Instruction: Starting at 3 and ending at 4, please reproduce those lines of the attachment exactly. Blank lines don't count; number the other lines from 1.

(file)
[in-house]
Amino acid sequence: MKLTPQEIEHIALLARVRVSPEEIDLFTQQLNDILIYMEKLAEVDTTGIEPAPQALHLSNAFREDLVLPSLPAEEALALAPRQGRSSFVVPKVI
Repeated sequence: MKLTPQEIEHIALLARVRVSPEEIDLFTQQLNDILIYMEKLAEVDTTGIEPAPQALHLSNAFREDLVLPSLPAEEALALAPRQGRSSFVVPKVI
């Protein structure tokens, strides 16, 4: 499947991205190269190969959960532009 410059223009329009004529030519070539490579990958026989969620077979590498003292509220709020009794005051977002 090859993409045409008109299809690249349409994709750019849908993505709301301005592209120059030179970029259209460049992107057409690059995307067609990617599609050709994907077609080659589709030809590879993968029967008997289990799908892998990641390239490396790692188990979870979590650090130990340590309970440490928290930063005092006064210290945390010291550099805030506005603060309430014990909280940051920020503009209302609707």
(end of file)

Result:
Repeated sequence: MKLTPQEIEHIALLARVRVSPEEIDLFTQQLNDILIYMEKLAEVDTTGIEPAPQALHLSNAFREDLVLPSLPAEEALALAPRQGRSSFVVPKVI
């Protein structure tokens, strides 16, 4: 499947991205190269190969959960532009 410059223009329009004529030519070539490579990958026989969620077979590498003292509220709020009794005051977002 090859993409045409008109299809690249349409994709750019849908993505709301301005592209120059030179970029259209460049992107057409690059995307067609990617599609050709994907077609080659589709030809590879993968029967008997289990799908892998990641390239490396790692188990979870979590650090130990340590309970440490928290930063005092006064210290945390010291550099805030506005603060309430014990909280940051920020503009209302609707």